In this week’s episode of the Computer Weekly Downtime Upload podcast, Clare McDonald, Caroline Donnelly and Brian McKenna talk about digital artwork, Covid-19’s seemingly lasting affect on the datacentre business, and the dearth of progress in variety in IT
In this week’s episode of the Computer Weekly Downtime Upload podcast, Clare McDonald, Caroline Donnelly and Brian McKenna talk about digital artwork, Covid-19’s seemingly lasting affect on the datacentre business, and a number of the persistent blockages dealing with variety in IT.
- Sweltering in a British heatwave, the trio start with a dialogue about digital artwork within the context of the pandemic, with air-conditioned museums and galleries being, sadly, out of attain.
- Brian begins the dialogue by referring to an interview he performed with Rob Anders, CEO of Niio, an Israeli startup digital artwork platform.
- He additionally harks again to a narrative mentioned on the third ever Computer Weekly Downtime Upload podcast about Watercolour World. In that occasion, the story was about digitising already current artwork. Niio’s focus is digital artwork, together with video.
- It provides artists and consumers a platform to publish and buy artwork. The platform makes use of blockchain know-how to create a everlasting bond between a creator and their artefact, and synthetic intelligence to personalise digital artwork for customers of it – simply as Spotify or Netflix does for music and movie.
- The platform hosts greater than 13,000 artworks created by over 4,000 artists on its Amazon Web Services (AWS) cloud-based platform. And though the works can show on any digital display, massive high-definition screens in resorts and airports, or within the lobbies of legislation companies or banks, are the larger outlet for now, says Brian. Niio has additionally been making artworks accessible as Zoom backgrounds through the pandemic.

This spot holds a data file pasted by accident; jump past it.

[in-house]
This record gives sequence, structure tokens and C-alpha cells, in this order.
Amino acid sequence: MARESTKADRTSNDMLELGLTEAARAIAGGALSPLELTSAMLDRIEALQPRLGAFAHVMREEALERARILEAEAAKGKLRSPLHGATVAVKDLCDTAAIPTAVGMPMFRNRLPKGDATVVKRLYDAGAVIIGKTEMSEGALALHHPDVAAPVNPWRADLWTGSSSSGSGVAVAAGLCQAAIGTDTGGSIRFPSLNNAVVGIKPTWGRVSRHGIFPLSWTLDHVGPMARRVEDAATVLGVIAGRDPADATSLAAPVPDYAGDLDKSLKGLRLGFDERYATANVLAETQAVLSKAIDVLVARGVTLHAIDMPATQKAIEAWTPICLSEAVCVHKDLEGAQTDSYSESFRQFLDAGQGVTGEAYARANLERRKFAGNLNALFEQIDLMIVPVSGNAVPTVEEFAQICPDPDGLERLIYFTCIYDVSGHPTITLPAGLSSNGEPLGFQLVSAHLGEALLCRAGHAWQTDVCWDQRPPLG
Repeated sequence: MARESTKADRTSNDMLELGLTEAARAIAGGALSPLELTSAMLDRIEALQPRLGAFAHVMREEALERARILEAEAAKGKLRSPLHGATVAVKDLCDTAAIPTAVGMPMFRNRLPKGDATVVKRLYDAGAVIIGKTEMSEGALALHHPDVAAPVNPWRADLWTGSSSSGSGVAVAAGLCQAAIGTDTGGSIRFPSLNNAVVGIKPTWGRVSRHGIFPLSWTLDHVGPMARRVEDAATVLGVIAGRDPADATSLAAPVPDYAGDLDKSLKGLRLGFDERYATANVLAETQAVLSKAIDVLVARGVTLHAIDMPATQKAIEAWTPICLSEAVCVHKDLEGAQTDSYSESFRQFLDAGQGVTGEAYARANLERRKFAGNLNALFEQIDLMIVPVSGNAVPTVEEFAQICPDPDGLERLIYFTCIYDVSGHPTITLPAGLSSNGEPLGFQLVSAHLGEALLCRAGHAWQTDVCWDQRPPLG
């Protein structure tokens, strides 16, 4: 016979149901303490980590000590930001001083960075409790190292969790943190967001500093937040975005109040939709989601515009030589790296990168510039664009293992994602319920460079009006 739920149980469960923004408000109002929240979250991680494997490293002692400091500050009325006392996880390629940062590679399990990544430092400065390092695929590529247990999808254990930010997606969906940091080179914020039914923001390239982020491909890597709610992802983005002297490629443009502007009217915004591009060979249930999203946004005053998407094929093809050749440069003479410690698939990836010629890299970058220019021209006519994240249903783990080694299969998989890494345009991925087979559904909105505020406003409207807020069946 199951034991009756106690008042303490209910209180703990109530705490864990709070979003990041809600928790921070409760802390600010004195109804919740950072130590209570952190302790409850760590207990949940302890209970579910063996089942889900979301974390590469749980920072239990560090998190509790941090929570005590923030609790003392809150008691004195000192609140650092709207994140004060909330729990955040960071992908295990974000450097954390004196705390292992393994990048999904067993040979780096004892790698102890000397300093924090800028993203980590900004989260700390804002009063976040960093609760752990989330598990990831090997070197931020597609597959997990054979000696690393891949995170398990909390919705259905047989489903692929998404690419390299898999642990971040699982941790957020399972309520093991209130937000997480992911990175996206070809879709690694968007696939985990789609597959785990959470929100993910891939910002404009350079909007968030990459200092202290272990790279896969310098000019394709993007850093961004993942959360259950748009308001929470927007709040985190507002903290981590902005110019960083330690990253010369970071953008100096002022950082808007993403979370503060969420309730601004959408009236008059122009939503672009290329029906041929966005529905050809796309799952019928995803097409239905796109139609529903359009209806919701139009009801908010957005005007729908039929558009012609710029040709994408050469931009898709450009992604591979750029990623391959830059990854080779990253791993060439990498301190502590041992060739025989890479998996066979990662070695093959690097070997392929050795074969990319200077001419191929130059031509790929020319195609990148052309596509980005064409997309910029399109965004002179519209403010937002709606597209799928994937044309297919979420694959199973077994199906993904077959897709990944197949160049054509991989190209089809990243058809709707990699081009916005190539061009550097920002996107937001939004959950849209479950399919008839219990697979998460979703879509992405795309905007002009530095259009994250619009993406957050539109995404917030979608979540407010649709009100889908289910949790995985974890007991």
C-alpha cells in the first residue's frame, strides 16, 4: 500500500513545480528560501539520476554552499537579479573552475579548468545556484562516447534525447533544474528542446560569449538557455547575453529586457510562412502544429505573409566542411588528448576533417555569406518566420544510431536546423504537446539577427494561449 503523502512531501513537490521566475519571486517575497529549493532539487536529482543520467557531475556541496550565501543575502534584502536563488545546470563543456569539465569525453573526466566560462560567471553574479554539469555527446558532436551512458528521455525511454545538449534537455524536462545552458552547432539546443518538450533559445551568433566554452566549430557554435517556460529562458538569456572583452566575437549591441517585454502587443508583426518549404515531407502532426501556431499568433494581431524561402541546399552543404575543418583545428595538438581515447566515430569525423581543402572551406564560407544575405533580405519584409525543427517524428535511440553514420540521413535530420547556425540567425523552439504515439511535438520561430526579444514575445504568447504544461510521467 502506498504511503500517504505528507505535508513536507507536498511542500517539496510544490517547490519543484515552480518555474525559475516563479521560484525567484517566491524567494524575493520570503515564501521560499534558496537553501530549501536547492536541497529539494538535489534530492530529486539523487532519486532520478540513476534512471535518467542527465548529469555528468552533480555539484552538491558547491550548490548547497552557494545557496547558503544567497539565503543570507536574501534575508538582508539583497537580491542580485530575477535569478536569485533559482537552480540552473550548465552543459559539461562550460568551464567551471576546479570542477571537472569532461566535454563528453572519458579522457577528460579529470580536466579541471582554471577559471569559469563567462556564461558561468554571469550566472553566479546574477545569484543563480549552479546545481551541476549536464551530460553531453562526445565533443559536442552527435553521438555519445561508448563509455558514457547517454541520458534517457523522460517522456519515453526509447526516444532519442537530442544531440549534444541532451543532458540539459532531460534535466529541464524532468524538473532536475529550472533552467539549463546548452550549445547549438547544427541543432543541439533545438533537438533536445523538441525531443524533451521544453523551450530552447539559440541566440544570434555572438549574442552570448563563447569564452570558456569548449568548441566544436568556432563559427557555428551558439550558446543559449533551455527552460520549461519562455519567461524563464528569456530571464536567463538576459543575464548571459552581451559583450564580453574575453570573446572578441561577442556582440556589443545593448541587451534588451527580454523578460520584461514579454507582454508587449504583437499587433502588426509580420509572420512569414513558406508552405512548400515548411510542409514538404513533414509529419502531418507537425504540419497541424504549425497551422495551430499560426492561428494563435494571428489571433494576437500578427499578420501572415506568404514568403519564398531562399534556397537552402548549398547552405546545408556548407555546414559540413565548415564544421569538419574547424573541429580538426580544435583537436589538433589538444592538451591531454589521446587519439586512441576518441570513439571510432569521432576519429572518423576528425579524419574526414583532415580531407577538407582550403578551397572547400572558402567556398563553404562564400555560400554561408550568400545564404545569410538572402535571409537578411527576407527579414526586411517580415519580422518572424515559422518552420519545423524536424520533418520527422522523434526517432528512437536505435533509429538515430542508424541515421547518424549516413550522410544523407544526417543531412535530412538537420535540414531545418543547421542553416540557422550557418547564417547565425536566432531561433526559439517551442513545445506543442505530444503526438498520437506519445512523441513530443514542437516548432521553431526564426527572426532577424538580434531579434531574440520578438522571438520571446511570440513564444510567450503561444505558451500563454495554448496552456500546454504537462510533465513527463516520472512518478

- Caroline and Clare talk about the Niio enterprise mannequin, highlighting the difficulty of the straightforward reproducibility of digital photos and video. Brian says Niio maintains it could make sure the shortage of the artwork on its platform, and subsequently its financial worth, through the use of blockchain know-how.
- The crew then go on to debate digital galleries and museums extra usually. Is the Covid-19 disaster ushering in a brand new period of digital artwork show? Certainly, galleries have their very own digital excursions, a few of which even cross over into gaming, the place you may add digital photos into, say, the hit Nintendo Switch sport Animal Crossing.
- Brian wonders if there’s something about standing in entrance of an actual portray in an actual gallery, for which there is no such thing as a attainable digital substitute – however that’s simply his opinion.
- As for Niio, its platform works due to the cloud, which is an actual factor made up of datacentres.
- Caroline has a function in progress in regards to the lasting affect of the pandemic on the datacentre business and speaks subsequent on the podcast about that, creating a number of the evaluation from our earlier episode.